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OpenBSD 3.9 Adds Sensor Framework 85

wbglinks writes to tell us ZDNet is reporting that the newest version of OpenBSD will include a sensor framework to help system administrators keep tabs on the environmental conditions of their servers. From the article: "At present, there are a number of commercial products that allow the environmental conditions of servers to be monitored, but different brands of server require different products. For example, Dell PowerEdge servers use the Embedded Server Management tool, while Sun Fire Servers use Sun's Remote System Control. This can make server management tricky when running a heterogeneous architecture. OpenBSD 3.9, which is scheduled for release on 1 May, includes support for the sensors and the sensor management tools used on a number of architectures."
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OpenBSD 3.9 Adds Sensor Framework

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  • by cabinetsoft ( 923481 ) on Monday March 27, 2006 @07:28AM (#15001674)
    De Raadt has already been using the sensor framework to monitor the machines running in the project's server room. "I now get a call on my cell phone whenever something is wrong in the machine room," he said.
    and I bet the temperature warning reads something along the lines of "Link to your site posted on"
  • by Anonymous Coward
    while Sun Fire Servers

    Finally some use for BeOS' is_computer_on_fire() [] function!
    • That's an expensive one to debug!
    • int32 is_computer_on(void)

      Returns 1 if the computer is on. If the computer isn't on, the value returned by this function is undefined.

      ... what? Is this real? It looks it, but... WTF?

      • Be had some funky functions thrown in - Newton was just as bad (I seem to remember something like hold_your_horses).
  • what's the situation in Linux? Is this the same thing as the 'hardware sensors' modules in the kernel?
    • Re:I wonder... (Score:1, Interesting)

      by Anonymous Coward
      Sounds to me more like that AND the framework for centrally managing all the platforms at the same time. That is what is missing. A standard way to manage all those sensor readings centrally.

      However it will most likely not be truly cross platform. I will be waiting for the Windows versions very eagerly. When you start talking about heterogenous environments, there will be Windows servers around. You can't get around that no matter how zealot and OSS fundamentalist you are.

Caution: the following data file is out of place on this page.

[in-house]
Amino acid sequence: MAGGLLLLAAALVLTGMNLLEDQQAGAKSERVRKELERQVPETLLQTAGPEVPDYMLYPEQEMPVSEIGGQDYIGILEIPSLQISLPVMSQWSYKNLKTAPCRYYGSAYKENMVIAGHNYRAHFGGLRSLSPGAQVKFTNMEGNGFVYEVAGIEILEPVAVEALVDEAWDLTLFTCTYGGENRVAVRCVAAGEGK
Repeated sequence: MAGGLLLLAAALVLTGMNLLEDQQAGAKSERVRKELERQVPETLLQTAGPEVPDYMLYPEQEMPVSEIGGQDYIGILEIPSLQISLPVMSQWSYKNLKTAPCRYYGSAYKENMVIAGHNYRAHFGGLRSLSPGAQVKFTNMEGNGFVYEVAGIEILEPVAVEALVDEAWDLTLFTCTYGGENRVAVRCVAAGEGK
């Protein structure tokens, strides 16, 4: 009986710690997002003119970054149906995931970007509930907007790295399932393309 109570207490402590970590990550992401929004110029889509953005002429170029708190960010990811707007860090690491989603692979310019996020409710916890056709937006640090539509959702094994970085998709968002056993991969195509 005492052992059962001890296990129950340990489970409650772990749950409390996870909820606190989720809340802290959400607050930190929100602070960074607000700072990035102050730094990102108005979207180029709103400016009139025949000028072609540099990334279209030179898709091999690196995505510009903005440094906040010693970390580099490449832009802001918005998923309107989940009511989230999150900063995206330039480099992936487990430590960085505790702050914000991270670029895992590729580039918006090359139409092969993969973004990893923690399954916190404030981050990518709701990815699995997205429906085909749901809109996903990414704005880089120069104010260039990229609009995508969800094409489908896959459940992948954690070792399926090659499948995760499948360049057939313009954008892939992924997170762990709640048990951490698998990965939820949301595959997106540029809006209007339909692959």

• However it will most likely not be truly cross platform. I will be waiting for the Windows versions very eagerly. When you start talking about heterogenous environments, there will be Windows servers around. You can't get around that no matter how zealot and OSS fundamentalist you are. Mostly likely it will portable - like most of OpenBSD's code. Just don't expect them to port it for you. With some effort, probably it would work on unix services for windows (which is based on openbsd btw).
    • what's the situation in Linux? Is this the same thing as the 'hardware sensors' modules in the kernel?

      Pretty much, but this is the OpenBSD version so it will be better for a number of vague and poorly defined reasons.

      Also it will be more secure. You wouldn't want someone to hack in and find out the temperature of your server would you? That's what will happen if you don't use OpenBSD.
  • Which means... (Score:4, Insightful)

    by MadMirko ( 231667 ) on Monday March 27, 2006 @07:58AM (#15001756)
    ... they add support for BMC and IPMI?

    Which, while fine in itself, is hardly a groundbreaking achievment for an OS, or is it? At least Windows has done that for years, and I believe Linux does as well (at least we have a working "sensor" implementation on a few RedHat / HP servers).
    • We will also add support for this in INM if possible.
    • Re:Which means... (Score:1, Interesting)

      by Anonymous Coward
      I've got a RedHat ES3 server on a HP Proliant. The server support pack from HP is quite horrible, force installing rpms all over the place and apparently requiring the modules to be reinstalled if/when the kernel is updated.

      It would be great if there was a standard framework as a part of ES3, which then required just a few discrete drivers installed to read the sensors, much like how the RAID controller and NICs are supported - hopefully not needing re-installation each time the kernel is upgraded, and cer
    • Linux has many hw/temp sensor monitors and programs (mbmon, lbmon, etc). However (like all major sub-systems in Linux), it does not have a framework to give you a single set of commands that work with all hw/temp sensors out there.

      If you want to monitor systemX, you use programX. If you want to monitor systemY, you use programY. And so on. (It's like the horrid mess that is ifconfig/iwconfig/wiconfig/athctl/younameitctl).